From: Benoit Jacob <jacob.benoit.1@gmail.com>

Date: Wed, 20 Mar 2013 10:29:59 -0400

Message-ID: <CAJTmd9oBOPs8aNiuCkVwvbSmWkR13ZbMWoTygRSKJhdxYgBPNQ@mail.gmail.com>

To: Dirk Schulze <dschulze@adobe.com>

Cc: "public-fx@w3.org" <public-fx@w3.org>

Date: Wed, 20 Mar 2013 10:29:59 -0400

Message-ID: <CAJTmd9oBOPs8aNiuCkVwvbSmWkR13ZbMWoTygRSKJhdxYgBPNQ@mail.gmail.com>

To: Dirk Schulze <dschulze@adobe.com>

Cc: "public-fx@w3.org" <public-fx@w3.org>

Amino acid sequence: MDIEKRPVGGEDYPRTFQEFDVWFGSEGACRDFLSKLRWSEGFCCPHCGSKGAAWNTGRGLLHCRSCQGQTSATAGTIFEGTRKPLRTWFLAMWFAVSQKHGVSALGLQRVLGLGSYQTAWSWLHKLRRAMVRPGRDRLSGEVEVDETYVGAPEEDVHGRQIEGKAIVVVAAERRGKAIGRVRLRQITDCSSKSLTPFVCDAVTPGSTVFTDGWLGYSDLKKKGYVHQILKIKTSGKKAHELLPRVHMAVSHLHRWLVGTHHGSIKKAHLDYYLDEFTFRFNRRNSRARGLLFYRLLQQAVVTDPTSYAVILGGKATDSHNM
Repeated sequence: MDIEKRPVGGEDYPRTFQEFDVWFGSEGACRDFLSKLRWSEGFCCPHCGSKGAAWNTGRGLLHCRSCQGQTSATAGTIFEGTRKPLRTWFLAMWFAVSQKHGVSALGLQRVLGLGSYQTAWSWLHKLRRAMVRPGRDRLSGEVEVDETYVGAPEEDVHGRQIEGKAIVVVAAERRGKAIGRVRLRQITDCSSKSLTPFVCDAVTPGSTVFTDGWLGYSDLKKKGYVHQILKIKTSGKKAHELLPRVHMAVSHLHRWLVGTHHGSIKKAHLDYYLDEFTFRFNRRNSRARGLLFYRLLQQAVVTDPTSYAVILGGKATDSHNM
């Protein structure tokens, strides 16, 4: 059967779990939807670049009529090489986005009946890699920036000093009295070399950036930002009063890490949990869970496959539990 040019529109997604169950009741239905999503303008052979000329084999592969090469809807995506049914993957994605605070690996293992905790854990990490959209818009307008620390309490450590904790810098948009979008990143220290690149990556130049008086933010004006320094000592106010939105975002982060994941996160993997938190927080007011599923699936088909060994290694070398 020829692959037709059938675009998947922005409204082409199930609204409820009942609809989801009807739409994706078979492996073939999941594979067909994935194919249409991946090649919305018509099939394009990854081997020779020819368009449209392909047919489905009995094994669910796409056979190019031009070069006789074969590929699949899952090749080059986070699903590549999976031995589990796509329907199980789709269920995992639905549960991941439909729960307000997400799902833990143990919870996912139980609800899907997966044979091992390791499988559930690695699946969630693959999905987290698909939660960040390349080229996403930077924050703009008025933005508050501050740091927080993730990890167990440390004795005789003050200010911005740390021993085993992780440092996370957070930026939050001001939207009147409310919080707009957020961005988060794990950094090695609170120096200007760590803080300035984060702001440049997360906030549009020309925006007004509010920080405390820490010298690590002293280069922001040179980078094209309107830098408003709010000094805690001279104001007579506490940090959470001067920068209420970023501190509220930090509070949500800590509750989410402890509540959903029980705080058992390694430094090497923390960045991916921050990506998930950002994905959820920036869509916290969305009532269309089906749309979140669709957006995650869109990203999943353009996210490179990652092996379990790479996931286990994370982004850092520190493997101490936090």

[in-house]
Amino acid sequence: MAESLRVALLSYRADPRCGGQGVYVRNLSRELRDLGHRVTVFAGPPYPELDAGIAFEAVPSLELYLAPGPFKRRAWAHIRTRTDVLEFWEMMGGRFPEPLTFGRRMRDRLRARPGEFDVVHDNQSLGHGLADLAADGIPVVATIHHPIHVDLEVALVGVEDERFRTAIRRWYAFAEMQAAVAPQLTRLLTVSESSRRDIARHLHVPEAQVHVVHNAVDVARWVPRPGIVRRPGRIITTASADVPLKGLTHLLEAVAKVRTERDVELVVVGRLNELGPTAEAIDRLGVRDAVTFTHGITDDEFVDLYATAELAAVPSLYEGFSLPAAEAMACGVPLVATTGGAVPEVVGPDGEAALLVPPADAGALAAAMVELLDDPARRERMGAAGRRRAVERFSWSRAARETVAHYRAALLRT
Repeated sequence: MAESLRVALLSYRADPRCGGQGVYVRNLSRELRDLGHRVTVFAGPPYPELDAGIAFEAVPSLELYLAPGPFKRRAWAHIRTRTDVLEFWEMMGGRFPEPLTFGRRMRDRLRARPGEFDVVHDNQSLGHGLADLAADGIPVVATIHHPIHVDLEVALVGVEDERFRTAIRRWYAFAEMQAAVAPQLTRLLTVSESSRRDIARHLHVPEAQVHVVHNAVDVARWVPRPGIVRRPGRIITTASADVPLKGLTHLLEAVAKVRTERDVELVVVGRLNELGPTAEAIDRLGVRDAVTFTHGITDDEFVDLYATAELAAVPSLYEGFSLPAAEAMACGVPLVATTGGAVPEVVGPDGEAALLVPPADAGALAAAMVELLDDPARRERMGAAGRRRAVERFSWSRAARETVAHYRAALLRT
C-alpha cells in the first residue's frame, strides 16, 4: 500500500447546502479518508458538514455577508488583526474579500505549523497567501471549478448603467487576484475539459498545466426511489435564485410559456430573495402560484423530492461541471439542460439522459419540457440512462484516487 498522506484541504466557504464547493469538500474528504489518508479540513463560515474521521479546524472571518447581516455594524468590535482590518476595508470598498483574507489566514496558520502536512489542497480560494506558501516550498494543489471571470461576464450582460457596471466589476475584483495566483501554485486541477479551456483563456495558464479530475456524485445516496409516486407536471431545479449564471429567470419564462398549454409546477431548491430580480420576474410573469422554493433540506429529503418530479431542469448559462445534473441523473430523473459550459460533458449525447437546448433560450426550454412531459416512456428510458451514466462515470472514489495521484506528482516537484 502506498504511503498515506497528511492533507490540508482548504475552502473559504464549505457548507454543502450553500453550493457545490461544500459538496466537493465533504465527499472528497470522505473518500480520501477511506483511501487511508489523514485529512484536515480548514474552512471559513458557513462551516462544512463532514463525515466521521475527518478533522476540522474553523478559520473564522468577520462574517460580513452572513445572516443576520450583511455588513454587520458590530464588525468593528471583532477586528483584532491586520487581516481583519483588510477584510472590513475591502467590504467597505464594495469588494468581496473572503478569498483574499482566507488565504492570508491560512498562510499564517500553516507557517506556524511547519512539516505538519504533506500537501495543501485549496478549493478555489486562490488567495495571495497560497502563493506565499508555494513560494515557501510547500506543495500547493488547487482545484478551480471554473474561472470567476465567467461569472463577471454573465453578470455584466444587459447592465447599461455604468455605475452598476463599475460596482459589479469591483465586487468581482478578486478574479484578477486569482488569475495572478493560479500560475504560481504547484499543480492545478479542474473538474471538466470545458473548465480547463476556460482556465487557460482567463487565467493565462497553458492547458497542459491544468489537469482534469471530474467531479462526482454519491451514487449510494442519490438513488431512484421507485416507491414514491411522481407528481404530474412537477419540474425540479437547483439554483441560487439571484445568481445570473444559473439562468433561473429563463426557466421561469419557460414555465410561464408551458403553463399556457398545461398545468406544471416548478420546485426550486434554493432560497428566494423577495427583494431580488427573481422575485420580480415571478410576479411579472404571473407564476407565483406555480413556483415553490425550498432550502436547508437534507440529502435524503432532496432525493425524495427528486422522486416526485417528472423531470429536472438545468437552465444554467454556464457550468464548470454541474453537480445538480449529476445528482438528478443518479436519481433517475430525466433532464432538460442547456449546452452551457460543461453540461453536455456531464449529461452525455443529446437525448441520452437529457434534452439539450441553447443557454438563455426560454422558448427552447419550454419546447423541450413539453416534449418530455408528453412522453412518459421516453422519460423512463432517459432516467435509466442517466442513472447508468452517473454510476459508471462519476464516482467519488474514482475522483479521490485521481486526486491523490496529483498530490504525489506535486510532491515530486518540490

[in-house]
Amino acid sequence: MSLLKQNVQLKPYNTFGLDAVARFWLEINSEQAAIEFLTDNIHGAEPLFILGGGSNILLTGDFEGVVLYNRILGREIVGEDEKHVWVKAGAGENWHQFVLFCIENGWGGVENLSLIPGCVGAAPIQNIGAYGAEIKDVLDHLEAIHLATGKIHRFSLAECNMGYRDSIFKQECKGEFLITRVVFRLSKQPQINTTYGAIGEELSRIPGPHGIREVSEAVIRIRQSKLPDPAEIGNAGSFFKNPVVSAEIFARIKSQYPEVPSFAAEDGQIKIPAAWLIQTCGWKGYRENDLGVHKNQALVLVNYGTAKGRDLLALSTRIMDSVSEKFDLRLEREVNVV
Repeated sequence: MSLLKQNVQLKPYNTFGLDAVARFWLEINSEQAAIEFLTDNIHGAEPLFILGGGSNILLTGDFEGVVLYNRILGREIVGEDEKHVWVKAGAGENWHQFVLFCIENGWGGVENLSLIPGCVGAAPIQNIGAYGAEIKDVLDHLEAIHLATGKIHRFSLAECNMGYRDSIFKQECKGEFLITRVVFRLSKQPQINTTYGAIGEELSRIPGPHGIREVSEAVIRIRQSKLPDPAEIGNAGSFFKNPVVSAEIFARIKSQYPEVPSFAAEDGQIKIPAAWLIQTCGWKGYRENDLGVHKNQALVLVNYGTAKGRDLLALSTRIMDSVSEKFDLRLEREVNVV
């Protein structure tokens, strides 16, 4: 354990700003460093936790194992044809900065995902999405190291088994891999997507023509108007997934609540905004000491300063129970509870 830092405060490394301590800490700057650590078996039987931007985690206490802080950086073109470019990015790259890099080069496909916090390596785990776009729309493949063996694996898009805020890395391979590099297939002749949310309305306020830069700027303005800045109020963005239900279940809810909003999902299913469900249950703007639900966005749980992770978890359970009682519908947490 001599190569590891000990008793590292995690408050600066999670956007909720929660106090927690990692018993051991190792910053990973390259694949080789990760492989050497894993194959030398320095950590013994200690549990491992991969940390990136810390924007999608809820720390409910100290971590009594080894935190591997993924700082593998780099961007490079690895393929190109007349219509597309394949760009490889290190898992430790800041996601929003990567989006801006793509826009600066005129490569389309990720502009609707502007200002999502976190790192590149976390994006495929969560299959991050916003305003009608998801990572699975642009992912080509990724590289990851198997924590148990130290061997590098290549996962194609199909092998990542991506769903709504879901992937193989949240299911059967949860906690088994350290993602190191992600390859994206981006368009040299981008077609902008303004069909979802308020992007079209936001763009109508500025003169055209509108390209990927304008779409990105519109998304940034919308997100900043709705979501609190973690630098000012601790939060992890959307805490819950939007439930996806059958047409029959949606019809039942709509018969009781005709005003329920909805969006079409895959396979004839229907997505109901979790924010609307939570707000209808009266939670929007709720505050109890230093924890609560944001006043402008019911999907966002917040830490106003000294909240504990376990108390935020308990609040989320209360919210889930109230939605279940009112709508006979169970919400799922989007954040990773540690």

2013/3/20 Dirk Schulze <dschulze@adobe.com> > It is easier to answer to the answers entirely, even if we can discuss > details in separate threats later. > > The specification describes a unified way to exchange matrices across > other specifications. This is a very reasonable approach for me. It's reasonable to exchange matrices across APIs but we don't need a Matrix class for that, we can exchange raw arrays (say Typed Arrays) as is done in WebGL. We'd just need to agree once and for all on a storage order (say column-major as in WebGL). If we do add a Matrix interface for the purpose of exchanging data, then at least it does not need to offer any computational features. > We already have matrix definitions in SVG (SVGMatrix). And even if > SVGMatrix is less specified than with this specifications, we have a huge > amount of compatible implementations, including all major browsers and even > more SVG viewers. I am much less concerned about the specification than you > are. In fact, there is a need for an exchange format of transformation > descriptions. Currently, HTML Canvas relies on SVGMatrix to describe a CTM. > > The primary goal of the specification is interoperability and backwards > compatibility. As mentioned before, SVG described SVGMatrix. This > specification replaces SVGMatrix with the requirement to be as much > backwards compatible as possible. This requires to follow the naming schema > chosen in the specification. That SVG has a SVGMatrix doesn't imply that other Web APIs should have a matrix class. Maybe SVG had a good reason to have a matrix interface, which I don't know, but I don't understand how that would generalize enough to have a Web-wide matrix interface, when, as I said above, arrays are enough to exchange matrices, and even if we really wanted a matrix interface for data exchange, that still wouldn't justify putting computational features in it. > The interoperability is not limited to SVGMatrix. There is a strong > relation to CSS Transforms. The decomposing code is entirely based on the > matrix decomposing for CSS Transforms. It's good to know where bad things (this matrix decomposition) come from, but that doesn't provide justification to spread them even wider! Since, as you seem to concede below, there is no other documentation for decompose() than looking at its pseudocode, let's do that. The key part is where the upper-left 3x3 block is decomposed into "rotation", "scale" and "skew". I use double quotes here because the geometric terms here, "rotation" and "scale", are clearly being abused, as we're going to see: // Now get scale and shear. 'row' is a 3 element array of 3 component vectors for (i = 0; i < 3; i++) row[i][0] = matrix[i][0] row[i][1] = matrix[i][1] row[i][2] = matrix[i][2] // Compute X scale factor and normalize first row. scale[0] = length(row[0]) row[0] = normalize(row[0]) // Compute XY shear factor and make 2nd row orthogonal to 1st. skew[0] = dot(row[0], row[1]) row[1] = combine(row[1], row[0], 1.0, -skew[0]) // Now, compute Y scale and normalize 2nd row. scale[1] = length(row[1]) row[1] = normalize(row[1]) skew[0] /= scale[1]; // Compute XZ and YZ shears, orthogonalize 3rd row skew[1] = dot(row[0], row[2]) row[2] = combine(row[2], row[0], 1.0, -skew[1]) skew[2] = dot(row[1], row[2]) row[2] = combine(row[2], row[1], 1.0, -skew[2]) // Next, get Z scale and normalize 3rd row. scale[2] = length(row[2]) row[2] = normalize(row[2]) skew[1] /= scale[2] skew[2] /= scale[2] // At this point, the matrix (in rows) is orthonormal. // Check for a coordinate system flip. If the determinant // is -1, then negate the matrix and the scaling factors. pdum3 = cross(row[1], row[2]) if (dot(row[0], pdum3) < 0) for (i = 0; i < 3; i++) scale[0] *= -1; row[i][0] *= -1 row[i][1] *= -1 row[i][2] *= -1 So that's just plain old Gram-Schmidt orthonormalization. So what's being called "rotation" here is just the orthonormalized rows of the original matrix, and what's being called "scale" here is just the lengths of the rows of the original matrix. In other words, this decomposition is a QR decomposition. Sure enough, if the input matrix is of a very special form, like DiagonalMatrix * Rotation Then this decomposition will recover the expected scaling and rotation. But that's about it (it works in slightly more generality thanks to the skew factors, but not much more generality). For an arbitrary matrix, this decomposition will return "scaling" and "rotation" components that aren't what one would naturally expect. Here's an example. Let's reason with 2D transforms for simplicity. Take the following 2x2 matrix: 1 3 3 1 It's a non-uniform scaling along orthogonal axes: it scales by a factor of 4 along the axis generated by the (1,1) vector, and it scales by a factor of -2 along the axis generated by the (1,-1) vector. So if a decomposition method is going to claim to be able to recover "scaling" and "rotation" and "skew" components from this, it should be able to find scaling factors of (4, -2), the rotation by 45 degrees bringing the above (1, 1), (1, -1) axes onto the X and Y axes, and no skew. But if you apply the spec's decompose() to this matrix, you won't find that. The scaling factors, being computed as the lengths of the rows, will be claimed to be equal to sqrt(1*1+3*3) == sqrt(10) and -sqrt(10). That's not useful. That sqrt(10) number is not an interesting thing associated with this geometric transformation, it's just incidental to how this transformation is represented in this particular basis. Moreover, giving both scaling factors as equal to sqrt(10) in absolute value misses the fact that this is a non-uniform scaling (the geometric scaling factors here are -2 and 4). The resulting "rotation" matrix will be equally useless from a geometric perspective. I'm not saying that the computation performed by decompose() is generally useless. It's Gram-Schmidt orthonormalization, and it's one of the most basic, and most useful algorithms in linear algebra. But it's not giving what is implied by the names of "rotation" and "scaling", and as a matrix decomposition, it amounts to a QR decomposition, which is useful for linear solving but is not revealing geometric components of the transformation at hand here. What this should all have been, is a polar decomposition http://en.wikipedia.org/wiki/Polar_decomposition whereby an arbitrary matrix (even singular) can be decomposed as rotation * scaling or scaling * rotation provided that the scaling is allowed to be along arbitrary orthogonal axes, not just the X/Y/Z axes. That is the right approach because it has meaning at the level of the geometric transformation itself, not just for its matrix in a particular basis. In other words, you can use another basis and still get the same rotation and scaling. The skew factors are a poor way to compensate for its inability to account for other axes than X/Y/Z. The requirement that the top-left 3x3 block be non-singular is another sad aspect. It's an artifact of using non-pivoting QR here. It could be solved by pivoting or, better, by abandoning QR completely and switching to a polar decomposition, which doesn't have this limitation. Anyway, in its current form, the algorithm suffers from the same issue as I outlined in my first email for inverse(): it's really bad to suddenly stop working on "singular" matrices. (See first email). At this point I have NO confidence in the W3C working groups to spec anything doing nontrivial matrix computations. This decomposition should have been turned down. I had a suspiscion that this working group was outstretching its domain of competence by speccing matrix APIs, now I'm convinced of it. > It was a request from SVG WG members to provide one decomposing operation. > To use the same as CSS Transforms is a logical way. The composing and > decomposing are described by the pseudo code at the end of the > specification (will be removed to avoid duplication with CSS Transforms). I > understand your concerns about additional decomposing algorithms, but this > is the reasoning for this specific algorithm. > > To point 6. This is not a matrix library. The spec provides a simple set > of functions to do basic operations. It does not aim to allow full linear > algebra. As we just discussed, this offers a QR decomposition method (part of decompose()) even if it's hidden under misleading geometric names. This also offers matrix products, and various geometric transformation helpers. In my book, this _is_ a matrix library; regardless of naming, this is plenty complex enough to be very hard to optimize fully. Even an API offering only, say, translate() and scale() and skew() and transpose() would already have hard problems to solve. First, as these are cheap operations, the overhead of a DOM API call would be dominant, so browser developers would be scratching their heads about whether to add special JS-engine-level shortcuts to avoid the overhead of DOM calls there. That may sound overengineering until you realize that if a benchmark stresses these operations, having such shortcuts will allow to get faster by easily TWO orders of magnitude there. Now suppose that a browser engine has such shortcuts. The next problem as I mentioned in my first email is temporaries removal. Indeed if a benchmark (or a real application, for that's a real use case) does .translate().scale().skew()... then avoiding copying the intermediate results to/from temporary matrices will allow > 2x speedups. In short, as soon as you have_any_ computational feature in a matrix library, it's a tough job to optimize and maintain. > It just specifies what is necessary to fulfill the goal as an common > exchange format for transformation matrices. You are mentioning benchmarks > for browsers. I actually hope that browsers will optimize for performance > as well. This brings the question of precision over performance. Either you > make a compromise or decide for one or the other. Again, for me this is not > the priority. I can live with one or the other direction. > > I hope this answers some of your questions. > Unfortunately, it doesn't. Benoit > > Greetings, > Dirk > > > > > Benoit > >Received on Wednesday, 20 March 2013 14:30:27 GMT